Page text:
A recent drug bust that resulted in the detention of several international school students has caused widespread concern among parents and teachers in Beijing’s international community.
Coincidentally, the municipal government recently announced a city-wide education campaign in 100 primary and middle schools (including international schools), according to the South China Morning Post.
The incident has prompted many families to ask what steps international schools are taking to prevent students from breaking China’s strict drug laws.
Anthony Carman, secondary school counselor at Beijing City International School (BCIS), says he coordinates preventative drug programs for secondary students in partnership with an American organization called Freedom From Chemical Dependency (FCD). Every year, the school hosts week-long intensive workshops on campus.
"The FCD presenters are all ex-addicts and are able to work with students to develop strategies and procedures they can use to say no to drug and alcohol use when they are presented with an opportunity to experiment,” says Carman.
Andy Puttock, Principal of the British School of Beijing (BSB) Shunyi, says such policies are especially important because young people today face pressures in ways that are far more dangerous and pervasive than ever before.
"Social media and the internet, travel and independence have all contributed to changes in youth culture, as have changes in family circumstances," he says. "We therefore believe that school has a strong role to play, along with parents and government authorities, in protecting our school family."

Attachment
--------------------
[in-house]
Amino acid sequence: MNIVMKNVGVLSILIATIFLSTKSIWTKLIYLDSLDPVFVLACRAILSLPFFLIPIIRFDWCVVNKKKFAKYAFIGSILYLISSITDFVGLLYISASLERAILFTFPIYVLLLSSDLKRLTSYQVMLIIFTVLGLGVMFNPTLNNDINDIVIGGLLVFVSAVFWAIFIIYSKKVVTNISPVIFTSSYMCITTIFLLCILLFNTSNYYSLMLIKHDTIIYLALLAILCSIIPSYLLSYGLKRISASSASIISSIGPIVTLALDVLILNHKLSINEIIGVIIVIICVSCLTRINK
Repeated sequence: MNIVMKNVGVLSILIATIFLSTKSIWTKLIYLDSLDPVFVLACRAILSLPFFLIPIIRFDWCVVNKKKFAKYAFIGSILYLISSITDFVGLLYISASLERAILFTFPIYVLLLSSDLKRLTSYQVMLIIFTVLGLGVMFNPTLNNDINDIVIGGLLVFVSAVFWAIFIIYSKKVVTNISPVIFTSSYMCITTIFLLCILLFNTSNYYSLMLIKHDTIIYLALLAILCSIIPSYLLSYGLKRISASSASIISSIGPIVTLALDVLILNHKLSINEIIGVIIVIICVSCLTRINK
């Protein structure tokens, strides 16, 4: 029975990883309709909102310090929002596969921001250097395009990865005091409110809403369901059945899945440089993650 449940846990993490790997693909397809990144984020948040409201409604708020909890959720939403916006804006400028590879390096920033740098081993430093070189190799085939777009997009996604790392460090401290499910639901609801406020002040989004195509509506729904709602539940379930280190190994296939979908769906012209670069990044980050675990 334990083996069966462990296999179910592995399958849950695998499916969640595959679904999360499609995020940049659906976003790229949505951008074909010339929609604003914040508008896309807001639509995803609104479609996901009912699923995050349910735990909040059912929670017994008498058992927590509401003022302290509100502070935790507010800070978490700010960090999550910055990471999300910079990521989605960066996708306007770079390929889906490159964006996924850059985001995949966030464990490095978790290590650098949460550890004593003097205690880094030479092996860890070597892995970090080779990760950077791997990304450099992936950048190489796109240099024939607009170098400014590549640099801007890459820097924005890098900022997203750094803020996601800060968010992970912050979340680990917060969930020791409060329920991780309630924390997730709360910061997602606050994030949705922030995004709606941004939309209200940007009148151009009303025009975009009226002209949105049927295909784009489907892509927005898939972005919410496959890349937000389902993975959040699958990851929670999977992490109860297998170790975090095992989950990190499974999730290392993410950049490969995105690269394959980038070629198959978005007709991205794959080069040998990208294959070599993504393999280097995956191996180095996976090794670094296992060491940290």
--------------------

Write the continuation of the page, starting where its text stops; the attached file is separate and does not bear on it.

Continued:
BSB has a zero-tolerance policy for drugs – standard practice for many international and public schools – and lessons about the dangers of illegal substances via the school’s Personal, Social and Health Education (PSHE) curriculum.
"This program is under constant review as new issues arise and as we look at the best practice worldwide in drugs and alcohol education," says Puttock. "We believe that proactive and positive action to reinforce the educational message must be at the root of what we do, but we will also not hesitate to take punitive measures, including involvement of the authorities, against anyone who tries to bring drugs into our community in any way."
Carman says BCIS has a policy to test students for narcotics in case of suspicion, but anti-drug education is more efficient than tackling a problem after the fact. Such preventative measures better equip students for the pressures of real life because they will have "thought about these issues prior to being exposed to or being offered drugs, [giving them]a credible and thought through reason to say no."
Sara Bandel, a community relations and marketing specialist at the International School of Beijing (ISB), says "our teachers and counselors conduct appropriate and periodic discussions and educational opportunities" about drugs at their school, focusing on the legal and health consequences of narcotics use, and how families can stay safe within their host country.
She adds that ISB also offers annual workshops in conjunction with FCD to help students make safe and healthy choices that will help them avoid drugs.
Puttock says that the recent news has not prompted BSB to change its approach. "Such events are always a reminder to us to review and revisit our advice and guidance to students, staff and parents, and we have done so," he adds.
What has changed, says Puttock, is the added incentive for intentional schools to be more collaborative in their anti-drug efforts. Those measures include greater liaisons between the student councils of various schools, joint forums with input from professionals, and very close partnerships with government authorities.
These new broader efforts will help international schools better address the problem as a community, sharing ideas and practices that can help keep all of students safe.
"We will continue to develop this over the coming years," says Puttock. "The main resolve we have is to ensure that [preventative drug education]doesn’t just happen because of recent events, but as a tangible sign of our long-term commitment to support and protect our students from undesirable outside influences."